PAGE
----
- Auteur:Robinson, EdenSommaire:
In an effort to keep all forms of magic at bay, Jared, 17, has quit drugs and drinking. But his troubles are not over: now he's being stalked by David, his mom's ex--a preppy, khaki-wearing psycho with a proclivity for rib-breaking. And his mother, Maggie, a living, breathing badass as well as a witch, can't protect him like she used to because he's moved away from Kitimat to Vancouver for school. Even though he's got a year of sobriety under his belt (no thanks to his enabling, ever-partying mom), Jared also struggles with the temptation of drinking. And he's got to get his grades up, find a job that doesn't involve weed cookies, and somehow live peacefully with his Aunt Mave, who has been estranged from the family ever since she tried to "rescue" him as a baby from his mother. An indigenous activist and writer, Mave smothers him with pet names and hugs, but she is blind to the real dangers that lurk around them--the spirits and supernatural activity that fill her apartment. As the son of a Trickster, Jared is a magnet for magic, whether he hates it or not--he sees ghosts, he sees the monster moving underneath his Aunt Georgina's skin, he sees the creature that comes out of his bedroom wall and creepily wants to suck his toes. He also still hears the Trickster in his head, and other voices too. When the David situation becomes a crisis, Jared can't ignore his true nature any longer.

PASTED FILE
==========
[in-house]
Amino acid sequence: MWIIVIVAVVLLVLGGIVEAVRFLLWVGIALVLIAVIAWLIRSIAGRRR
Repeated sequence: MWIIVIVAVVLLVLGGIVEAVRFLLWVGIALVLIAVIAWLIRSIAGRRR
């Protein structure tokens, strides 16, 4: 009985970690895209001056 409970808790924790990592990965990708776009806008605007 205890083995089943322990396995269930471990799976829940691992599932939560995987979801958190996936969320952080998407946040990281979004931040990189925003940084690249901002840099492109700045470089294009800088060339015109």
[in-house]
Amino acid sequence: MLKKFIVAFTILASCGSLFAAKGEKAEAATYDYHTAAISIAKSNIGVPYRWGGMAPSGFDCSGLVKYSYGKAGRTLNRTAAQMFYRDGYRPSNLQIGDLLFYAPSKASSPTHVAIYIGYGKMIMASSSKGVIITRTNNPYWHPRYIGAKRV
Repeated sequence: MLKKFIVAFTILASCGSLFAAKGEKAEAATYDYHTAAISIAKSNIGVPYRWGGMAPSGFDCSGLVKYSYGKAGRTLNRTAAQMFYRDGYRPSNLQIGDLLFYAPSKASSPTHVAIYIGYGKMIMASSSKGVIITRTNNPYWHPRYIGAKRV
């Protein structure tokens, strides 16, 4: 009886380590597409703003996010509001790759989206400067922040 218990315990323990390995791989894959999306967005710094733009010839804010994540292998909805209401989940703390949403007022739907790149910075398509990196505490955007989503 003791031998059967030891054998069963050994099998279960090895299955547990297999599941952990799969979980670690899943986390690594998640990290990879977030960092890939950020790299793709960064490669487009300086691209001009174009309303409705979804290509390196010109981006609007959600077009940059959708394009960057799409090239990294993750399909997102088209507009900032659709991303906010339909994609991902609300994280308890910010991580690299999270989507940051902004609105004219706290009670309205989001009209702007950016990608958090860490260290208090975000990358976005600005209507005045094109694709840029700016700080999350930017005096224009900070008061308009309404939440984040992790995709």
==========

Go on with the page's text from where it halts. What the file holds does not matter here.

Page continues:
- Auteur:Ruffo, Armand GarnetSommaire:
A treaty is a contract. A treaty is enduring. A treaty is an act of faith. A treaty at its best is justice. It is a document and an undertaking. It is connected to place, people and self. It is built on the past, but it also indicates how the future may unfold. Armand Garnet Ruffo's TREATY # is all of these. In this far-ranging work, Ruffo documents his observations on life - and in the process, his own life - as he sets out to restructure relationships and address obligations nation-to-nation, human-to-human, human-to-nature. Now, he undertakes a new phase in its restoration. He has written his TREATY # like a palimpsest over past representations of Indigenous bodies and beliefs, built powerful connections to his predecessors, and discovered new ways to bear witness and build a place for them, and all of us, in his poems. This is a major new work from an important, original voice.
- Auteur:Main Johnson, LeslieSommaire: